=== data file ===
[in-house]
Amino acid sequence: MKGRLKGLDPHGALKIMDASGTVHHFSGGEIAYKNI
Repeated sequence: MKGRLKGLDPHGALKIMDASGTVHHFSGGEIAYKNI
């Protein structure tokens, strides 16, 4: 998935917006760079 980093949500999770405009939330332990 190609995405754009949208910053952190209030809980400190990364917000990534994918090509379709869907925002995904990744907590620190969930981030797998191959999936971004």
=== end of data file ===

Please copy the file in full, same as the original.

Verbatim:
[in-house]
Amino acid sequence: MKGRLKGLDPHGALKIMDASGTVHHFSGGEIAYKNI
Repeated sequence: MKGRLKGLDPHGALKIMDASGTVHHFSGGEIAYKNI
């Protein structure tokens, strides 16, 4: 998935917006760079 980093949500999770405009939330332990 190609995405754009949208910053952190209030809980400190990364917000990534994918090509379709869907925002995904990744907590620190969930981030797998191959999936971004």